On Tuesday evening, people around the country, including many of us, rang bells, lit a candle, and maybe said a prayer for peace and unity in our country as we remembered the 400,000 lives lost this year to the COVID pandemic. It has been a difficult year, but that was a moment of unity. Grief still abounds, not only for the loss of life, but for the loss of so many of the normal aspects of our lives.
I miss my church family and I miss singing together in worship!
But yesterday, as I was sitting at my desk in the church office, I had the inauguration on in the background while I was working on worship orders. At noontime, the bells at Queen of Peace began their daily ritual. I heard the church bells outside my window while I listened and gave thanks for a peaceful transition. Whatever our political beliefs, we should be thankful for the unity we saw of that stage. Past presidents and vice presidents, both republican and democrat were recognized as they arrived. Diversity also included skin color, ethnic background, age, and gender. There was even diversity in musical styles!
As a musician, I was particularly moved by Lady Gaga’s arrangement of the National Anthem, Jennifer Lopez’ blend of This Land is Your Land and America the Beautiful, and the simplicity of Garth Brooks’ Amazing Grace. This last one was made even more powerful when he invited everyone, on the stage and at home, to sing along. I was reminded of the power music has to unite us and define us. Not just as Americans but as children of God.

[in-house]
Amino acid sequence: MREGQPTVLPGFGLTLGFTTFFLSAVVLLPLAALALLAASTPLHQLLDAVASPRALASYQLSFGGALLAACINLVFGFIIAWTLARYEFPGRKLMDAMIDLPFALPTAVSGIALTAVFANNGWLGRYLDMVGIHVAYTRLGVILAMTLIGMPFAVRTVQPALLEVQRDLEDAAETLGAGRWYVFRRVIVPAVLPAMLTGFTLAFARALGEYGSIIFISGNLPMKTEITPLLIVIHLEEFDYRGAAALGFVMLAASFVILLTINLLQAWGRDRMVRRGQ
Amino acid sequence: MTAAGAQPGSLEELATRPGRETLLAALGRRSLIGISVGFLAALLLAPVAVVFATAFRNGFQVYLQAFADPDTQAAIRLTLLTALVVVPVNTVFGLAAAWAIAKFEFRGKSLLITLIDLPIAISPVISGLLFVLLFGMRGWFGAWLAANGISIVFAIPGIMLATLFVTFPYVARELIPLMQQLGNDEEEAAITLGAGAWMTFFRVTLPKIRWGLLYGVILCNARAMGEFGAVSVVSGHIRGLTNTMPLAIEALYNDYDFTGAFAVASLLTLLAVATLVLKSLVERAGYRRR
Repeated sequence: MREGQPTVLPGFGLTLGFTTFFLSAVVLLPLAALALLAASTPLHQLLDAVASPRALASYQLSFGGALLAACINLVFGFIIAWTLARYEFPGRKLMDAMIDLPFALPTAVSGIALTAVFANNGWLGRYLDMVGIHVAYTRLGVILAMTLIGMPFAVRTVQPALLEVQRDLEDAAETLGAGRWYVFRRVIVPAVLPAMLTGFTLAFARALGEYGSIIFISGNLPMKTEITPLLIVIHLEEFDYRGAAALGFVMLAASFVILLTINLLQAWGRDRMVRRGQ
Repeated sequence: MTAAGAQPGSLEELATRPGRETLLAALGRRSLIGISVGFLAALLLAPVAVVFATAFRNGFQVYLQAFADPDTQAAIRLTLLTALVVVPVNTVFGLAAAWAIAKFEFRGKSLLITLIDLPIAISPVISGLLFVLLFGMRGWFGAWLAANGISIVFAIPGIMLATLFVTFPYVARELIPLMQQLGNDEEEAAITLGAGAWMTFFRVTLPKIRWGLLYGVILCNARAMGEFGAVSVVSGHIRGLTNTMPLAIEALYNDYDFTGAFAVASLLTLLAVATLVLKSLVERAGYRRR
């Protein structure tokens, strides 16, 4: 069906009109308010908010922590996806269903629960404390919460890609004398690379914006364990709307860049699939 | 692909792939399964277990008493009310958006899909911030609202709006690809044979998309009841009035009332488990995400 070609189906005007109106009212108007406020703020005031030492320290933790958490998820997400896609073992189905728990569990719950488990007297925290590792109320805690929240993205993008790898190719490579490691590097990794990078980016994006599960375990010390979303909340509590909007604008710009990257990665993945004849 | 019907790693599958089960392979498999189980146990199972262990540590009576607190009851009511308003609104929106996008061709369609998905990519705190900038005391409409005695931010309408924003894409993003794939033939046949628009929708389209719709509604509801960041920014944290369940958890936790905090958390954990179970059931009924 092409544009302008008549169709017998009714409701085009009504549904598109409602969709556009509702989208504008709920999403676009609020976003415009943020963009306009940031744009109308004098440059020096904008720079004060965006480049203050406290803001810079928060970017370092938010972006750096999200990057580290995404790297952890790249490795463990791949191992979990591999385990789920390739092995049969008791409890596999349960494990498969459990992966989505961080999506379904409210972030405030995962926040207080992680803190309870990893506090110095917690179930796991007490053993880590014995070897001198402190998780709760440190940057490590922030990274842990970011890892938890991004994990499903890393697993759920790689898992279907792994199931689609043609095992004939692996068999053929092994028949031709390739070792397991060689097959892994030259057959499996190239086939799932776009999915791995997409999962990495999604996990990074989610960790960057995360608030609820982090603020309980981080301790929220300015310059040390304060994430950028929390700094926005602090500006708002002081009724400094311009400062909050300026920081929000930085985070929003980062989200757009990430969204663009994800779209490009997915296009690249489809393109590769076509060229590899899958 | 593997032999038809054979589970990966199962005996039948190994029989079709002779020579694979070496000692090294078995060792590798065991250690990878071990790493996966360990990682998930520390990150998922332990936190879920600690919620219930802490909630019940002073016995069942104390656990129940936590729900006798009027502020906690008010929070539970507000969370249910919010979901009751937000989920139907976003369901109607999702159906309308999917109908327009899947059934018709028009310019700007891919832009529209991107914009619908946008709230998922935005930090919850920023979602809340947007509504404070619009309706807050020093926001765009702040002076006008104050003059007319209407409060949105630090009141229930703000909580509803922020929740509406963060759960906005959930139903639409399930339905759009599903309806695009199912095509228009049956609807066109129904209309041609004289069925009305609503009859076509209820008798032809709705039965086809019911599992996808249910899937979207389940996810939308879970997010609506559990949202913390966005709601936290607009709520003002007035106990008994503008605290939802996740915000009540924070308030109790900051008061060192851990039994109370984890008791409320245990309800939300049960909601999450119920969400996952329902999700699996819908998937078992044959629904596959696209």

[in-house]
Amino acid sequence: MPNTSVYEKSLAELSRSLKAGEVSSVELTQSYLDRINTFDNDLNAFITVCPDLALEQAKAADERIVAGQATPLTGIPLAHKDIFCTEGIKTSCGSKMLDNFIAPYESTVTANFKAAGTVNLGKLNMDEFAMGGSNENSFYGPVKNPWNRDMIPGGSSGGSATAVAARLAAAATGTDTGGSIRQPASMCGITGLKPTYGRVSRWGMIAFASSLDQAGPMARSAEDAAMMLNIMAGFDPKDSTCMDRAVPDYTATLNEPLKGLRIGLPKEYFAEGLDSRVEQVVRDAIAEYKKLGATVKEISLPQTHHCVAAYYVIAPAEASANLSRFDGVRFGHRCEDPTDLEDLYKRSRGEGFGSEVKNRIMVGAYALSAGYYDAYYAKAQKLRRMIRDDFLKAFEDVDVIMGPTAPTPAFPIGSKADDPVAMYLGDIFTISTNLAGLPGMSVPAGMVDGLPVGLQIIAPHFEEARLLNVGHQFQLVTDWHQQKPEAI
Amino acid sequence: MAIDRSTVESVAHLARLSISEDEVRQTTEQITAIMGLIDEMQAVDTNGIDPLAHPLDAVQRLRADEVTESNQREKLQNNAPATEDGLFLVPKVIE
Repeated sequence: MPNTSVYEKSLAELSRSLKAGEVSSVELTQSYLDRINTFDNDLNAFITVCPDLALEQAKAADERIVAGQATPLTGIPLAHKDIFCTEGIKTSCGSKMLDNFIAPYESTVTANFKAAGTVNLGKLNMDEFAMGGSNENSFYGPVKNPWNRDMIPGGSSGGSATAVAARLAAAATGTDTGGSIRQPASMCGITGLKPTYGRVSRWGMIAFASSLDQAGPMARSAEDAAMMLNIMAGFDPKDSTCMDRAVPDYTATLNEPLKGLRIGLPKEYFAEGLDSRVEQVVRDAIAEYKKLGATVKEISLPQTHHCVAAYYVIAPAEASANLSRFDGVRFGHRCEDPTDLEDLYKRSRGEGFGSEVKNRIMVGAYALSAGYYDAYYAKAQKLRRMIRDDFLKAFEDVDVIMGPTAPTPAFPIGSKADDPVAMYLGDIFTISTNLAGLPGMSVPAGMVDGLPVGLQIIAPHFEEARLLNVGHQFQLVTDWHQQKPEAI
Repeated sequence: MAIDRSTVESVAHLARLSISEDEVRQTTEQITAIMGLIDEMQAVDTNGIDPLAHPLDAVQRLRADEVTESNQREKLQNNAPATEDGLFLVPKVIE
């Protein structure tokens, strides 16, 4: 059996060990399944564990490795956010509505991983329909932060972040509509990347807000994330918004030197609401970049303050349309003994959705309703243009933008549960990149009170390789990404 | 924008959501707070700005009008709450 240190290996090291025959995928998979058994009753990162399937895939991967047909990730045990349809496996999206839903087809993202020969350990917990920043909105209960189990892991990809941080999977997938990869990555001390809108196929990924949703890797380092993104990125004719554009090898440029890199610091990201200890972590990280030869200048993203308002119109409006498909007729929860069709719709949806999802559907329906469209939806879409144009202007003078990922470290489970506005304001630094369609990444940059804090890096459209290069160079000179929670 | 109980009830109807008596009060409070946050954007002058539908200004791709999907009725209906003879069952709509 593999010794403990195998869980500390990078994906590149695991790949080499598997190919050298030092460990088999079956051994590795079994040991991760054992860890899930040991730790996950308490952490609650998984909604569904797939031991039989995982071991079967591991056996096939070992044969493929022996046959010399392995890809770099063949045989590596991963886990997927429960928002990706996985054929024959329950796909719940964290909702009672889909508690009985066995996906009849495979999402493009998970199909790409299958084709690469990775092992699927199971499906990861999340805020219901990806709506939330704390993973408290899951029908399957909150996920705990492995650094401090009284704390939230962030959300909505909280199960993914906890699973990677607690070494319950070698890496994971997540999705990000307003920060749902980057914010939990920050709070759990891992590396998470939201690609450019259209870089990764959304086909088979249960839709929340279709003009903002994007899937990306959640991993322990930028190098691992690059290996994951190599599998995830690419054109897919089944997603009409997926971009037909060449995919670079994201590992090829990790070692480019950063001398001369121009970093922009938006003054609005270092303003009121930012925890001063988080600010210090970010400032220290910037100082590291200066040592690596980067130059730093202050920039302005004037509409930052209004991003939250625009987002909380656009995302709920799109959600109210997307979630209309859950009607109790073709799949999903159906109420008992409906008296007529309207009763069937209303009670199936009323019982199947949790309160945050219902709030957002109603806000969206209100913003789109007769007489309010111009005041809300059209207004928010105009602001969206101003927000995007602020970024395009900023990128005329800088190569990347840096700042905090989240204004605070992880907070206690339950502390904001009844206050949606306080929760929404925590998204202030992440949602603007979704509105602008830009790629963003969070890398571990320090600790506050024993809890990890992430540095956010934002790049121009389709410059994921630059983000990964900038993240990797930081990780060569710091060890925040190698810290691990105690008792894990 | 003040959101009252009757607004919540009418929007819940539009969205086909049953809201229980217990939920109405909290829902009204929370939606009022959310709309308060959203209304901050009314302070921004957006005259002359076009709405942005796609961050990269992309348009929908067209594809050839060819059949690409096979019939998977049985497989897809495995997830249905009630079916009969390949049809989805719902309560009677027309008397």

As disciples of Christ, we are called to leave behind what we were and move toward something new. Despite our divisions, we are called to move toward unity in the Kingdom of God. We may never reach a perfect union of hearts and minds - but that’s not the point. Instead, we are called to share our diverse lives with each other and find common ground. Music and art are often where we find that common ground, but only if we are willing to take the risk. There is always common ground in familiar songs and words - if we are willing to share them. There is always a glimpse of God’s kingdom in the midst of grief and strife - if we are willing to share God’s love and grace. There is always light in the darkness. There is always amazing grace.
“For there is always light, if only we're brave enough to see it.
If only we're brave enough to be it.”
-from "The Hill We Climb"
by Amanda Gorman,
National Youth Poet Laureate